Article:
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Candide, A Very Nave Person

Candide seemed to be a very nave person, but he wasnt what you would call a bad person. What I dont understand is how he was casted out from a fine castle, and he was basically forgotten about. Even though Candide and Cunegonde were caught being intimate whith each other, was this worth his emancipation? And what was so unique about the differences of Candides seventy-one quarterings to Cunegondes seventy-two quarterings. Does it really make that much of a difference?

An issue that I cam still trying to deal with, is why Candide was treated so badly in many of the places he visited. For one example, is when Candide was amongst the Bulgars. At first, he was a hero and then before you knew it, he was being flogged because he dedided to walk around on his own two legs. I feel as if the Bulgars had duped Candide. My reason being is because since he was given money, he was now their property. Also, he was considered a Bulwark and he was now even a part of their army too. Another example is in the town of Lisbon.

To what magnitude of deception was it worth for Candides whipping? Just for listening with an air of approval? This is quite bizarre! My third and last example is the brother of Cunegonde who was the commander. Here, the author takes us back to the, quarterings. This really must have had a great significant value, especially if Cunegonde had one more quartering than Candide. And even though Candide saved Cunegonde out of the arms of an inquisitor and a Jew, it still wasnt good enough. Candide seems to get or aquire the bad ends of the stick.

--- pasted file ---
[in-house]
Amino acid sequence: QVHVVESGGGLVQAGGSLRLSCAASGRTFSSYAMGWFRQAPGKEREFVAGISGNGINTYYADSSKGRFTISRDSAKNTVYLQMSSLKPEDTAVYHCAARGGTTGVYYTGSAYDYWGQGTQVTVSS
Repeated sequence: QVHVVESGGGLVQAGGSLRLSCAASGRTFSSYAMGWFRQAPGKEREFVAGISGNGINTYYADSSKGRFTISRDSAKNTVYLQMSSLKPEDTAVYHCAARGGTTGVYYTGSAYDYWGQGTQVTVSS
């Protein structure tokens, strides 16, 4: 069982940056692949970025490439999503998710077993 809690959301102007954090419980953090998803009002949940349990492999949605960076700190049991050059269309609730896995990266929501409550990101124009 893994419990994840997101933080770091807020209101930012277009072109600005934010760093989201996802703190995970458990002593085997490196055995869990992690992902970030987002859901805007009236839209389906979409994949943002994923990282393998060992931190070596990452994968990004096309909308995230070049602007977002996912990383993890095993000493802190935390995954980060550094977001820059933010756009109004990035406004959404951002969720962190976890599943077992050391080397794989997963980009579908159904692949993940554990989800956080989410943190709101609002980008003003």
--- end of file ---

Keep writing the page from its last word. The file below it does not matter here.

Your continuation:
And that is why he is nave in one way. He is a rather kind hearted person, but the chips are always down in his favor. Candide, being nave, brings me to other envisions in his life. One wxample is that Candide thought his way of life existed wxactly the same as if he were still in Westphalia. One parable is when Candide had shot the two monekeys who were chasing two girls and were snapping at their buttocks. It seemed as if he was astonished and dumbfounded when he had learned that the monkeys were the lovers of these two girls.

He was totally in awe. Another parable is when he reached the country of Eldorado. Even though when Candide tried to return the childrens quoits (gold) to the schoolmaster; and when the schoolmaster tossed them back on the ground, Candide should have known that they did not have any significance to the natives there if they were left lying around. This was rather amusing to me when Candide and Cacambo tried to pay for their dinner with the children quoits that they had picked up earlier.

They seemed to be very bewildered when the hosts were laughing at them and told them that they basically meant nothing to them. This is the point where Candide finally realizes that he isnt in his World anymore, and he makes the best of it. This story of Candide was interesting to me, and I saw Candide himself as not a bad person. His edges just needed to be sharpened a little. Though he killed three people, it was done for justifiable cause, and he finally got his reward in the end; the gold in which he deserved.

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